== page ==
Sign up Calendar Latest Topics

  Author   Comment   Page 6 of 6     «   Prev   3   4   5   6

Chief of Research
Posts: 1,129
Reply with quote  #101 



Sorry your posting slipped by me, so an overdue response. 


HD-D3 Optimal Levels

First, as to the optimal dosing for Vitamin D3.  There is a broad rule of thumb: 2000 IUs for bone health, 3000 IUs for anti-tumor activity, but these are merely rough heuristics, and the best way to determine the optimal level for antitumor benefit is through a simple 25(OH)D (Vitamin D3) assay (known by most laboratories as the "25-Hydroxy Vitamin D" test or assay).  Aim for a target level for 25(OH)D of at least 50+ ng/ml for optimal antitumor benefit in breast cancer (remembering that each 1000 IUs of Vitamin D elevates serum 25(OH)D levels approximately 10 ng/ml above base), especially for women with active malignancies, and/or those at elevated risk of malignancy, recurrence, or metastasis.


CAM Regimen

Here are my thoughts on the CAM selections:


  • Curcumin:  The LEF Super Curcumin is a good formulation, although the Doctor's Best Best Curcumin and Jarrow Formulas Curcumin 95 products from, and the Now Foods Curcumin from are somewhat more affordable once you equalize dosing.
  • EGCG:  Similarly for the LEF Mega Green Tea Extract - the NSI Green Tea Extract (300 capsules) from, or Now Foods EGCG Green Tea Extract from are again somewhat more affordable once dosing is equalized.
  • Resveratrol: As near as I can make out the LEF Whole Grape Extract formulation - which is not very near, as I find it almost incoherent (the cited ORAC values for instance are valueless) - the NSI Resveratrol + Grape Seed & Red Wine Extract from would appear as good and a lot more affordable.


But the LEF preparations are still respectable ones, and more than satisfactory in m the context of CAM interventions.


Constantine Kaniklidis
Breast Cancer Watch


Wonderful Son
Posts: 58
Reply with quote  #102 
Hi Constantine,

Thanks for the guide. I plan to order the online Vit D. test that is offered from the Vitamin D council website soon.

I tried to get the curcumin from vitacost, but they do not provide shipping to my country.

Thanks a lot for your guidance, I hope that everything will sail smoothly from here onwards. And I'll definitely be looking at your CAM webpage for more updates.


Posts: 103
Reply with quote  #103 
My pathology report says p53 (BP-53-11) is high 3+.  Does that mean the mutated version or not?  How are we supposed to find this meaning?

Originally Posted by nosurrender
Dear Jason, I am unfamiliar with the health care system of South East Asia. Are you in Japan? We have a wonderful member here who is from Japan and maybe she can help point you in the right direction.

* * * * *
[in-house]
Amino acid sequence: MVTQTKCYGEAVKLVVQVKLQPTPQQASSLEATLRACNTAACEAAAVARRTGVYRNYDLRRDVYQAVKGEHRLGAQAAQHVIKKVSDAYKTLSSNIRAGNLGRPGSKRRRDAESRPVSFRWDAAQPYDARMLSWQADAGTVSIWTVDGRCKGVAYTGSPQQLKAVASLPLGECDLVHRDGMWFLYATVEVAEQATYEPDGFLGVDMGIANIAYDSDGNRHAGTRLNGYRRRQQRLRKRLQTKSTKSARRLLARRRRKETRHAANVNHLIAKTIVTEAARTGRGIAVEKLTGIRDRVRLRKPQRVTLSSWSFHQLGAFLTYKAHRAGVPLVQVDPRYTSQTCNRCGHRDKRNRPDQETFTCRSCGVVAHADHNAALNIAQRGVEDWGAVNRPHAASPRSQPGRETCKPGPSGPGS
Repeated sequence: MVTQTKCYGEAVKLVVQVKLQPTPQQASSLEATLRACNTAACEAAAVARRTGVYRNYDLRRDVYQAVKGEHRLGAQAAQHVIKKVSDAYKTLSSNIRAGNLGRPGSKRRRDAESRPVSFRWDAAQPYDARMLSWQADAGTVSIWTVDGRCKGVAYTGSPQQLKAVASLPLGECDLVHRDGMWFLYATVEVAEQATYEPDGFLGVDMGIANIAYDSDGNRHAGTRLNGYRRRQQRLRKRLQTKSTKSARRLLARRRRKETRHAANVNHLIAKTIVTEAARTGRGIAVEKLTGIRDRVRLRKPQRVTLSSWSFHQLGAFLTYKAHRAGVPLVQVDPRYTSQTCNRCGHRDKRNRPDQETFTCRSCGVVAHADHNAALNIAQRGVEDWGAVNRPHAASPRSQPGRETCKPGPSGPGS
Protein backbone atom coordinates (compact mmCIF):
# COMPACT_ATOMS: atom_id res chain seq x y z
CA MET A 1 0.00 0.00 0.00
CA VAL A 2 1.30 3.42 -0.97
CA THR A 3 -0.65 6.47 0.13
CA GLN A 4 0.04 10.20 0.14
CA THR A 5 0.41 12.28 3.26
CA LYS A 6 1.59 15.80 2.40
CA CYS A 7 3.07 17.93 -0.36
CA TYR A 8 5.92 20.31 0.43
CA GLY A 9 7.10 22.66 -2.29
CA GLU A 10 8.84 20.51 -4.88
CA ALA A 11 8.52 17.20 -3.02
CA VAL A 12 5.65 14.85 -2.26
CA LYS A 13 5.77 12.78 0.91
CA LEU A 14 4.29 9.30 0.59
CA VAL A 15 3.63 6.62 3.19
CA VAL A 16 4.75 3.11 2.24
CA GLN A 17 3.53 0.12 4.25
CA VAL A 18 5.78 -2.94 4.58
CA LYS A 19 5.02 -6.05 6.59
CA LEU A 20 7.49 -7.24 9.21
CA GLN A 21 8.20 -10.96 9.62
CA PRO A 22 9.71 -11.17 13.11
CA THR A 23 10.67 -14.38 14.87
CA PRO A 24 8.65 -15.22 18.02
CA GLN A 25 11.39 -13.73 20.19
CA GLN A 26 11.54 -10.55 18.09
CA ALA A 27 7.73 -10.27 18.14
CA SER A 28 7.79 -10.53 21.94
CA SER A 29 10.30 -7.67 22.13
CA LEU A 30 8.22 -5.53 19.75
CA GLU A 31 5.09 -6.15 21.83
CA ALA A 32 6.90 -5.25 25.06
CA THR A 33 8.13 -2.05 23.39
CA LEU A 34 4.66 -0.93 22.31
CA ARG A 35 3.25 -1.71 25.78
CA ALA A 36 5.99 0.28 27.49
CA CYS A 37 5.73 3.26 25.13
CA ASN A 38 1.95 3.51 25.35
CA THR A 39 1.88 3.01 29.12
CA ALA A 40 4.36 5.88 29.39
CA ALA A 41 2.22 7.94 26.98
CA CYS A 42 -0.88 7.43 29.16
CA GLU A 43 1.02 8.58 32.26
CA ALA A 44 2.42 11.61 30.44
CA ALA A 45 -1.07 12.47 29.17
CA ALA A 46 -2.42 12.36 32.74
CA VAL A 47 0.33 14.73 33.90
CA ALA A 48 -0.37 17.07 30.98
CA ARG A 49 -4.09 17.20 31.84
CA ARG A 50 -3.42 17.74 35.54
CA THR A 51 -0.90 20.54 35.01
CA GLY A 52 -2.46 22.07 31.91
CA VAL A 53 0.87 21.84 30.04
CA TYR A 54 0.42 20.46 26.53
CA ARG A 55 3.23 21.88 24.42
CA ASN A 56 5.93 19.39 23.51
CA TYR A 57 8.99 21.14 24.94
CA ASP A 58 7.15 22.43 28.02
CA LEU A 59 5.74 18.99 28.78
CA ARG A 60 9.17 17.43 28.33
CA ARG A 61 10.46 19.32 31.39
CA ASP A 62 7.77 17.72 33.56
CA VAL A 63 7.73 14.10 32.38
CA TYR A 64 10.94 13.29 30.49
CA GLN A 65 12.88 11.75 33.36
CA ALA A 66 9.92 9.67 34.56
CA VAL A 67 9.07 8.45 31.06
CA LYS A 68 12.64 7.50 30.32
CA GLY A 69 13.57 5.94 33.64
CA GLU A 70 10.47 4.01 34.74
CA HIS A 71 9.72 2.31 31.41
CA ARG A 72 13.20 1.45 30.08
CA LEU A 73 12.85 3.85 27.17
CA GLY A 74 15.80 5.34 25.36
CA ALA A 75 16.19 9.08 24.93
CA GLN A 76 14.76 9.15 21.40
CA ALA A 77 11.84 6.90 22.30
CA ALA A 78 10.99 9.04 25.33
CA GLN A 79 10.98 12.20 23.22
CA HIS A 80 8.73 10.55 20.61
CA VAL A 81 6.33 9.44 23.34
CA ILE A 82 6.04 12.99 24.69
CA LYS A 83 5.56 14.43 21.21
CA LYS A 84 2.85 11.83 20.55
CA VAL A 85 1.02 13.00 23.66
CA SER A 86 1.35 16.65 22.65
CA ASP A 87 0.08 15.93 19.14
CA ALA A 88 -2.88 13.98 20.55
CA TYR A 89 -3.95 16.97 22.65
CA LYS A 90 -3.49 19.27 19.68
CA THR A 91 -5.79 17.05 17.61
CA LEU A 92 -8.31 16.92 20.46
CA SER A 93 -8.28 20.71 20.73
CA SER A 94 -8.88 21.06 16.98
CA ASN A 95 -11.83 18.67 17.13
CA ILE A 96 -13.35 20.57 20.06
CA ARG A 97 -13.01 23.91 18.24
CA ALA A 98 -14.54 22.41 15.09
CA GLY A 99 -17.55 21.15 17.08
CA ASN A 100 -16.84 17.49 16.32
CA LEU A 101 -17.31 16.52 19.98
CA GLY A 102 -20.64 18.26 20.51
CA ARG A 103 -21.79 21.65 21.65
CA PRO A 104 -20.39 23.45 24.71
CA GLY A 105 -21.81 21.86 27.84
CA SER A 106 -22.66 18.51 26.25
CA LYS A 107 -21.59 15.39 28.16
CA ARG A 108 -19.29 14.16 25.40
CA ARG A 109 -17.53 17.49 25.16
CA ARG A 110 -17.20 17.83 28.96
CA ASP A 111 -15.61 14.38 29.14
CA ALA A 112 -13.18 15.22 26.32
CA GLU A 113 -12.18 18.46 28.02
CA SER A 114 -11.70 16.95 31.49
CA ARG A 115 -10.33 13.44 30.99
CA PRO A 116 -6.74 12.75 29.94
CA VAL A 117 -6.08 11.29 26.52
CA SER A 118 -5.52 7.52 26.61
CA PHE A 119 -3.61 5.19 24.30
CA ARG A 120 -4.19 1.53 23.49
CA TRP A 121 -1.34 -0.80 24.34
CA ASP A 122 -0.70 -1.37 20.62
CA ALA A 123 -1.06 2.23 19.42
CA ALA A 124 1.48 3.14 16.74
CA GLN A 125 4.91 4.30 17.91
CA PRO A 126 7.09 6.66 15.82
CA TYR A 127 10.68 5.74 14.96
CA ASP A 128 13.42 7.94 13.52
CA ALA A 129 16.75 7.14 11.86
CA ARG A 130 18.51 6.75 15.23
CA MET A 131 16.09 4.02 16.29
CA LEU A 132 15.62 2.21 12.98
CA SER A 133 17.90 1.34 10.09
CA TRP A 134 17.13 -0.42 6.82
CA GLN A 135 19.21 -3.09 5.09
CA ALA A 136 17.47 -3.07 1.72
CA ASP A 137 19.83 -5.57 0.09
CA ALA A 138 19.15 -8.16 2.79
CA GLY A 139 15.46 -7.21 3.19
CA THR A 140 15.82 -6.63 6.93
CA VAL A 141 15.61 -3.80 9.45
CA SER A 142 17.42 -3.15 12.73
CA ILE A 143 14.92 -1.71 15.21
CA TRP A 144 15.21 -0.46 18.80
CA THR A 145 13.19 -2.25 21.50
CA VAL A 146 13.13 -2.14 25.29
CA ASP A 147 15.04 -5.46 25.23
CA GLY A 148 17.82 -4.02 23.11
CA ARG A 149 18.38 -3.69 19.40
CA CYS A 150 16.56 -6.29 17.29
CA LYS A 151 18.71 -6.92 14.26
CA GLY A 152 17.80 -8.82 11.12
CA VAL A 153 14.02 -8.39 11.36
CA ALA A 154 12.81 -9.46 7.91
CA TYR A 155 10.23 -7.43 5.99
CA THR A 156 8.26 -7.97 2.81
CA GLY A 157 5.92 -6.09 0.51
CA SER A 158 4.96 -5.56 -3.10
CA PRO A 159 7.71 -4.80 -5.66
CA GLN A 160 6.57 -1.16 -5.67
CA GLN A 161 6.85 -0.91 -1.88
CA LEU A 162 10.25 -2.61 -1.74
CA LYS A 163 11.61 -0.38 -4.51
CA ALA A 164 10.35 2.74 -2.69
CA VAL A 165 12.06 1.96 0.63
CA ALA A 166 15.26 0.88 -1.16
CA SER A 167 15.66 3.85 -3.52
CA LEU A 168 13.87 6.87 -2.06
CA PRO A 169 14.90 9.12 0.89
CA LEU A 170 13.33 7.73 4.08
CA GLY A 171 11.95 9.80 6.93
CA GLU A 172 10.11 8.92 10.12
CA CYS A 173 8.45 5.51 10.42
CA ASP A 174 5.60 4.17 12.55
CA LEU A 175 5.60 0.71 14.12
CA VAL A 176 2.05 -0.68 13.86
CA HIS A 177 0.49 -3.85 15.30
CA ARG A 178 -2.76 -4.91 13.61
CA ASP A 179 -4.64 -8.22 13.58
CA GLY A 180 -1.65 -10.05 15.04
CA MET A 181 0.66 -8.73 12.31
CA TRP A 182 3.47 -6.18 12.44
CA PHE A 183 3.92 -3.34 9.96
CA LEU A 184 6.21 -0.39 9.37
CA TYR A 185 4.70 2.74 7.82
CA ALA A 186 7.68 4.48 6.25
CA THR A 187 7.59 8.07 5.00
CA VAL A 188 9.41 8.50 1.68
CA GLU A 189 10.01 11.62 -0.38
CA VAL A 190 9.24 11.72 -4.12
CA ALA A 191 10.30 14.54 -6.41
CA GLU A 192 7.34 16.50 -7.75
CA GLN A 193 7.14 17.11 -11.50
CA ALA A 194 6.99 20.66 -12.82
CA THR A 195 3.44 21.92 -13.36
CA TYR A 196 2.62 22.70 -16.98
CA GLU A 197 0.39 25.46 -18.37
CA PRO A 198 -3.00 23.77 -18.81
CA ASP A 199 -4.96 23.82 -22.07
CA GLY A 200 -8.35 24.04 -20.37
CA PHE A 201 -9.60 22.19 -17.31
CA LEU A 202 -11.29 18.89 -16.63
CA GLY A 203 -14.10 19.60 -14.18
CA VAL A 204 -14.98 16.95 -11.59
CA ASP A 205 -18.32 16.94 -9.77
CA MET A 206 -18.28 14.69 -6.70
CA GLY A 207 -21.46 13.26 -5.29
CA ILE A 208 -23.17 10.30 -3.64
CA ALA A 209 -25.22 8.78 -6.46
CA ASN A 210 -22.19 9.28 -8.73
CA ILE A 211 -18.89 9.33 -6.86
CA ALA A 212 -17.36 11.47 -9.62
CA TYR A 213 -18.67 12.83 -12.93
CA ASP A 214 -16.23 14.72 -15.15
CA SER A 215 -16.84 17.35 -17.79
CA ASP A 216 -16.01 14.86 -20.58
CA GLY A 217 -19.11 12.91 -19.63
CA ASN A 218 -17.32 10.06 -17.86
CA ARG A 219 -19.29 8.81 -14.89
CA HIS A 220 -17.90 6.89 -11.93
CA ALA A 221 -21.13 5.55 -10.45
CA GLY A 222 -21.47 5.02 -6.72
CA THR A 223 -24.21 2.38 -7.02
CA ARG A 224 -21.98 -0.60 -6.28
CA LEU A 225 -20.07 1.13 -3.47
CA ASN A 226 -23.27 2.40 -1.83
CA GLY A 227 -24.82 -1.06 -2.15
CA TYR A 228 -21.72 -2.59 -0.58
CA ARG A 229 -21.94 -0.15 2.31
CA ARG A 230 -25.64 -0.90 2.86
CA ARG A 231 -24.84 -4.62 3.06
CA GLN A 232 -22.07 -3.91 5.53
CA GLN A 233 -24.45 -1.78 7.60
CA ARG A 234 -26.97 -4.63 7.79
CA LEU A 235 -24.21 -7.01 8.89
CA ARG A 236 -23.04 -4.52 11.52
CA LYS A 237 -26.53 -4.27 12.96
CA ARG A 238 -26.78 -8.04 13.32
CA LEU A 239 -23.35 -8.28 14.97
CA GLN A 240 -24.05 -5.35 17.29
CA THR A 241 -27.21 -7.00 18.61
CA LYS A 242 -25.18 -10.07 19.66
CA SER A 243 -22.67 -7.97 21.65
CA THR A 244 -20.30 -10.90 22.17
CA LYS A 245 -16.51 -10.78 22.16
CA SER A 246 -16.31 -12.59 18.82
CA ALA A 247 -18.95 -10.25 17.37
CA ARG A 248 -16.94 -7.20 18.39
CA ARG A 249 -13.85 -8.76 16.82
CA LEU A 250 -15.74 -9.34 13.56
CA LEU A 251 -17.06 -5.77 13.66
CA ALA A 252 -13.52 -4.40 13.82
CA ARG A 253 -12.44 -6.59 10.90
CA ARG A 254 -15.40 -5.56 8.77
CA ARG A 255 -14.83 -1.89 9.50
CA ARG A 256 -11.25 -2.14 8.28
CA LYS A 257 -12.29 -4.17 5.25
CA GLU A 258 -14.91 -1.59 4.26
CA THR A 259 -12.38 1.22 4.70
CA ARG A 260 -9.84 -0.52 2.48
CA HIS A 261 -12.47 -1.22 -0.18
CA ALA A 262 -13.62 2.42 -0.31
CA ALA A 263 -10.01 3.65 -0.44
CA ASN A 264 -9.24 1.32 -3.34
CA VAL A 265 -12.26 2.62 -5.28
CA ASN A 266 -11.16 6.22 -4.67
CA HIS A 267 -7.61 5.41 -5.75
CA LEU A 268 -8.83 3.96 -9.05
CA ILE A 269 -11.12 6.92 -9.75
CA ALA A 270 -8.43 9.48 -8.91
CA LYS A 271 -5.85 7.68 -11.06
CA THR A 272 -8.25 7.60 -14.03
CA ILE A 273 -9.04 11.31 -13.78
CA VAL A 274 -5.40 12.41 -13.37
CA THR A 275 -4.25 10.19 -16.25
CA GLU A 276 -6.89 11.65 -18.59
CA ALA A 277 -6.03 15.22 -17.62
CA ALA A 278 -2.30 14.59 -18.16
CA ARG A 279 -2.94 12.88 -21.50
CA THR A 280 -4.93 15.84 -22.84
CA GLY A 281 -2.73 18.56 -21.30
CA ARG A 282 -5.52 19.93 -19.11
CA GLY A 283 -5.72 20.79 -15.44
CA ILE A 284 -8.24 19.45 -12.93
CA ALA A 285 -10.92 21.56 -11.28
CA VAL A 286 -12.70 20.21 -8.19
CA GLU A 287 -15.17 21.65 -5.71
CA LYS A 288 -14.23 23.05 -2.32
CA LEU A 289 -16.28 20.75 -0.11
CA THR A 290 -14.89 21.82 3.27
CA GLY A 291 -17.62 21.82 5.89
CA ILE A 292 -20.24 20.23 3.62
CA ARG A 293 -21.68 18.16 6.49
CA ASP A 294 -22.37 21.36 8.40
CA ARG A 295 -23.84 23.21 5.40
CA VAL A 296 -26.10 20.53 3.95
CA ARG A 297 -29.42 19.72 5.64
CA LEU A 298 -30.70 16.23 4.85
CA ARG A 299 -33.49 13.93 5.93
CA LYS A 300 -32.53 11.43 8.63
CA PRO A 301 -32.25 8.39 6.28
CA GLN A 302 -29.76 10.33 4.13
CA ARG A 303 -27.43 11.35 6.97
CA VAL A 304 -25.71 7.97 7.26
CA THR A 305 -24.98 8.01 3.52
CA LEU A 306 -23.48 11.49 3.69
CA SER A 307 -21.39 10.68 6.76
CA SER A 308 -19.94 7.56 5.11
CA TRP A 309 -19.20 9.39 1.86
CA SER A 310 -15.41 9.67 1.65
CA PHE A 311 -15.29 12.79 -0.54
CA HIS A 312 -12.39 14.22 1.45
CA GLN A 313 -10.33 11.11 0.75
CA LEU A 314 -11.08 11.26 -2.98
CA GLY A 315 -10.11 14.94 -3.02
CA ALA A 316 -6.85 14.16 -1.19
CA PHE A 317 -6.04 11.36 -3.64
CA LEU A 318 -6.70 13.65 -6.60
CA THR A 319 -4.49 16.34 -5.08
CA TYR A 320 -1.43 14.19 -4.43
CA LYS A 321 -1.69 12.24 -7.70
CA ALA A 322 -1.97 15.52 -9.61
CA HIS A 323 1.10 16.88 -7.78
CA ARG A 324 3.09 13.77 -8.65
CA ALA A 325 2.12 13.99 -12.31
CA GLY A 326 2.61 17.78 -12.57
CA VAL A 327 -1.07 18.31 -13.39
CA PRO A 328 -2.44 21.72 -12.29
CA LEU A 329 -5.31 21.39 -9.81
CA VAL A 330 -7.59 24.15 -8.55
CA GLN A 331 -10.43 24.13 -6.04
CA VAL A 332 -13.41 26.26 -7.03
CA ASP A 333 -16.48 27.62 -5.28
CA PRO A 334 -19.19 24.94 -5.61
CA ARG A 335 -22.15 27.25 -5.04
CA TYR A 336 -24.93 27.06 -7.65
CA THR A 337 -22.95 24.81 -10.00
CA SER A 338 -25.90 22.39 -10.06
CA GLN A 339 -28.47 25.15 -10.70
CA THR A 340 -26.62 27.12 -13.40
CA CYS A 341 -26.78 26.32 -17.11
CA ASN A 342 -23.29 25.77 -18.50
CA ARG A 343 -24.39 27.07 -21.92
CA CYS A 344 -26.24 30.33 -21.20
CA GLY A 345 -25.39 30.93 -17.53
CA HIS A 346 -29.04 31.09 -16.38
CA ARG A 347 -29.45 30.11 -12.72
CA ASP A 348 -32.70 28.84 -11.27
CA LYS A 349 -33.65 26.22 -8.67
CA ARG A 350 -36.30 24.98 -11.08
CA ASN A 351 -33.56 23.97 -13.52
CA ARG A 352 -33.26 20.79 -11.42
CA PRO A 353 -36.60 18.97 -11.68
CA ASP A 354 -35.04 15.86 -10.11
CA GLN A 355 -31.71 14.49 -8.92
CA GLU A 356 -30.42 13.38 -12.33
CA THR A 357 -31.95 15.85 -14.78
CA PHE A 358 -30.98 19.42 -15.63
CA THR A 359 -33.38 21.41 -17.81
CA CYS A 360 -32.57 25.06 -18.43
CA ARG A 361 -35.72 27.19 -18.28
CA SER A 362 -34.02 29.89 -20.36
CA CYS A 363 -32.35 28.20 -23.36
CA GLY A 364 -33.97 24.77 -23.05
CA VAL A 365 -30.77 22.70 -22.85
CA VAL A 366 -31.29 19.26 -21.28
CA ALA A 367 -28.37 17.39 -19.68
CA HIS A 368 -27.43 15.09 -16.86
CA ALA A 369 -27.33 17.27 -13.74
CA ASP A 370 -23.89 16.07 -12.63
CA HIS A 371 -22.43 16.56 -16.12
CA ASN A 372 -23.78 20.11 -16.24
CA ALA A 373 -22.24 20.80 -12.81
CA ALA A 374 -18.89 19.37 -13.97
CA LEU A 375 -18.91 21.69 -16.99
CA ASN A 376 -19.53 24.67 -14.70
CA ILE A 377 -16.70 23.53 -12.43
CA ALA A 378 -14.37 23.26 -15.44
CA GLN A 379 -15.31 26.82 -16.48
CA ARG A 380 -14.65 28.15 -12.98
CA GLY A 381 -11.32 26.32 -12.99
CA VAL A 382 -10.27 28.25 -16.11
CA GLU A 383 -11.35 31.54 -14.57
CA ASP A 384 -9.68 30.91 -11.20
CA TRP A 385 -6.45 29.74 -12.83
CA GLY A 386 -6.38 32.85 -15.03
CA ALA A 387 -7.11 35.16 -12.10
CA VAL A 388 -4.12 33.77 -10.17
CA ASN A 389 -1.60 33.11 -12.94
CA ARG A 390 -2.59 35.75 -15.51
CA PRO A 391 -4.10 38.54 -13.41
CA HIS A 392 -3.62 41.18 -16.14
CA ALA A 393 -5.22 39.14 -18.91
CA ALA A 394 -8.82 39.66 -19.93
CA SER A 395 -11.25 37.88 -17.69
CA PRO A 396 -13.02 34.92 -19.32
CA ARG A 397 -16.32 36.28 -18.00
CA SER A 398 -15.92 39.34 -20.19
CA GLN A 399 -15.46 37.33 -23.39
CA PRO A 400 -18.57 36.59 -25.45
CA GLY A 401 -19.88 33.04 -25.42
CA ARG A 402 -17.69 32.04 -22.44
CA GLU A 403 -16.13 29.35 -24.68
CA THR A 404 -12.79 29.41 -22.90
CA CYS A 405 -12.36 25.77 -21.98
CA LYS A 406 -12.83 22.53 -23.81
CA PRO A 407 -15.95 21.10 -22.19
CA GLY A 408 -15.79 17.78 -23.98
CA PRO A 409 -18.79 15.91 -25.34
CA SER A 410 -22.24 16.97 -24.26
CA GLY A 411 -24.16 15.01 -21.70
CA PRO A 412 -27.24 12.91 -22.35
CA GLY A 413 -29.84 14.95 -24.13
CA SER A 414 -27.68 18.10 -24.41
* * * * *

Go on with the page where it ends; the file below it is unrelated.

If not, the fact that Taxol is weekly doesn't mean it is weekly for an indefinite amount of time. From what you described, she will probably get 8 or 2 weeks of it. That is standard of care here in North America and I believe Europe as well. So hopefully it is standard of care for you too.

The fact that they are even testing the P53 expression in your mom means that you are at an advanced cancer center. Many places here in the US don't even check for that.

When the P53 gene is functioning normally it is a tumor suppressor. But if it has mutated, then it can increase cancer growth. You need to ask your mom's doctor if she has an over expression of  normal P53 or of mutated P53.  That should also help guide treatment decisions.


Avatar / Picture

Posts: 7,476
Reply with quote  #104 
I don't know the answer to that one.
You should ask your onc.
I am not familiar with that rating system.
hugs to you




Chief of Research
Posts: 1,129
Reply with quote  #105 



The Sgnificance of P53-Positivity:


Although the prognostic significance of the p53-specific pathway of growth control has not been wholly settled to date, with Martine Piccart's team having analyzed p53 trials before 2005, and finding no association in the majority of them. However,  although not dispositive on the issue, my review of the entire research database to date (pre-2005  and post-2005, including several studies pending publication), finds the weight of the evidence supporting the adverse prognostic significance of p53-positivity, and  this has most recently been confirmed by the review by Byung Joo Chae's team.  They found that p53 status could be a specific prognostic factor in specifically TNBC patients treated by adjuvant anthracycline-based regimen, with p53 (that is, p53-negativity when shown in a pathological report) strongly predictive for relapse-free survival and overall survival. In sum and specifically, with (high) p53-positivity (indicative of a mutated / compromised p53 tumor suppressor gene) we can expect compromised survival, prompting aggressive treatment.


Of course remember that any one factor is not decisive, as we have to weigh the collection of all favorable prognostic factors against the collection of potentially prognostically adverse factors, and from that try to discern the balance of overall weighted prognosis and risk, per each unique individual case. 


I will be completing my full  discussion for you shortly, and transmitting it to you  within the next couple of days.  Apologies for the unavoidable delay to date.



Connstantine Kaniklidis

Breast Cancer Watch  


Avatar / Picture

Pathfinder Angel
Posts: 716
Reply with quote  #106 
Oh, fine, just another waterfall to swim up.  My p53 was 100% last September.  Would this ever improve with treatment, Constantine?  Perhaps a few more green leafy vegetables?  Would the lymphoma crank up the p53 also?  I feel great, actually . Looking forward to the rest of your synthesis on this topic -  Many thanks- Mary

Dear friend, theory is all grey, and the golden tree of life is green. - Goethe
Previous Topic | Next Topic

Quick Navigation:

Easily create a Forum Website with Website Toolbox.